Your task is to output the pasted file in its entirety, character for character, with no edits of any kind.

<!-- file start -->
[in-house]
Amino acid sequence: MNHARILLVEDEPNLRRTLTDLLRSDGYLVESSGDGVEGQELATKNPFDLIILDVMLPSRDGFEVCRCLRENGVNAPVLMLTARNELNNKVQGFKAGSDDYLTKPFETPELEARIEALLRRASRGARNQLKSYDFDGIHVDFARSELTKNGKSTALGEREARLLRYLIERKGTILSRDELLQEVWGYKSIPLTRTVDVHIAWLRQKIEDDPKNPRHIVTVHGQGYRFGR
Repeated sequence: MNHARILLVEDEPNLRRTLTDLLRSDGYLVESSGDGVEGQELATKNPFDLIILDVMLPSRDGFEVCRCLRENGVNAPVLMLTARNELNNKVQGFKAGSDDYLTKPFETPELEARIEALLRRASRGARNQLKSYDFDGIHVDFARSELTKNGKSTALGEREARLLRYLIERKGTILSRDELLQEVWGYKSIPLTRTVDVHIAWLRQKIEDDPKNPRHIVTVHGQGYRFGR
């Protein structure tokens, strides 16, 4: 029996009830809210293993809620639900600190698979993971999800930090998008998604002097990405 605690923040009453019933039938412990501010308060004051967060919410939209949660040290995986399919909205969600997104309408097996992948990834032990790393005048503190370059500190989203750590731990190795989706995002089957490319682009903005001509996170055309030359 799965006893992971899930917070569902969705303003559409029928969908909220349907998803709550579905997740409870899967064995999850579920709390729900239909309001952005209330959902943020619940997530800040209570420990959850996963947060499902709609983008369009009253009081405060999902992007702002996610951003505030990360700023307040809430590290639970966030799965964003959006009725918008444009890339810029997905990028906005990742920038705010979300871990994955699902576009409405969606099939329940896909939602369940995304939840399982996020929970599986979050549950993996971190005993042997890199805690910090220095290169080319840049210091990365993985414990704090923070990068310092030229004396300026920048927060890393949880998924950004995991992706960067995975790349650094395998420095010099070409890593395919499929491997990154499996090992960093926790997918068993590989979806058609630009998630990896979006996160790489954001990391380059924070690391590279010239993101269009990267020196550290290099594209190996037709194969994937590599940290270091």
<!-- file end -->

[in-house]
Amino acid sequence: MNHARILLVEDEPNLRRTLTDLLRSDGYLVESSGDGVEGQELATKNPFDLIILDVMLPSRDGFEVCRCLRENGVNAPVLMLTARNELNNKVQGFKAGSDDYLTKPFETPELEARIEALLRRASRGARNQLKSYDFDGIHVDFARSELTKNGKSTALGEREARLLRYLIERKGTILSRDELLQEVWGYKSIPLTRTVDVHIAWLRQKIEDDPKNPRHIVTVHGQGYRFGR
Repeated sequence: MNHARILLVEDEPNLRRTLTDLLRSDGYLVESSGDGVEGQELATKNPFDLIILDVMLPSRDGFEVCRCLRENGVNAPVLMLTARNELNNKVQGFKAGSDDYLTKPFETPELEARIEALLRRASRGARNQLKSYDFDGIHVDFARSELTKNGKSTALGEREARLLRYLIERKGTILSRDELLQEVWGYKSIPLTRTVDVHIAWLRQKIEDDPKNPRHIVTVHGQGYRFGR
């Protein structure tokens, strides 16, 4: 029996009830809210293993809620639900600190698979993971999800930090998008998604002097990405 605690923040009453019933039938412990501010308060004051967060919410939209949660040290995986399919909205969600997104309408097996992948990834032990790393005048503190370059500190989203750590731990190795989706995002089957490319682009903005001509996170055309030359 799965006893992971899930917070569902969705303003559409029928969908909220349907998803709550579905997740409870899967064995999850579920709390729900239909309001952005209330959902943020619940997530800040209570420990959850996963947060499902709609983008369009009253009081405060999902992007702002996610951003505030990360700023307040809430590290639970966030799965964003959006009725918008444009890339810029997905990028906005990742920038705010979300871990994955699902576009409405969606099939329940896909939602369940995304939840399982996020929970599986979050549950993996971190005993042997890199805690910090220095290169080319840049210091990365993985414990704090923070990068310092030229004396300026920048927060890393949880998924950004995991992706960067995975790349650094395998420095010099070409890593395919499929491997990154499996090992960093926790997918068993590989979806058609630009998630990896979006996160790489954001990391380059924070690391590279010239993101269009990267020196550290290099594209190996037709194969994937590599940290270091």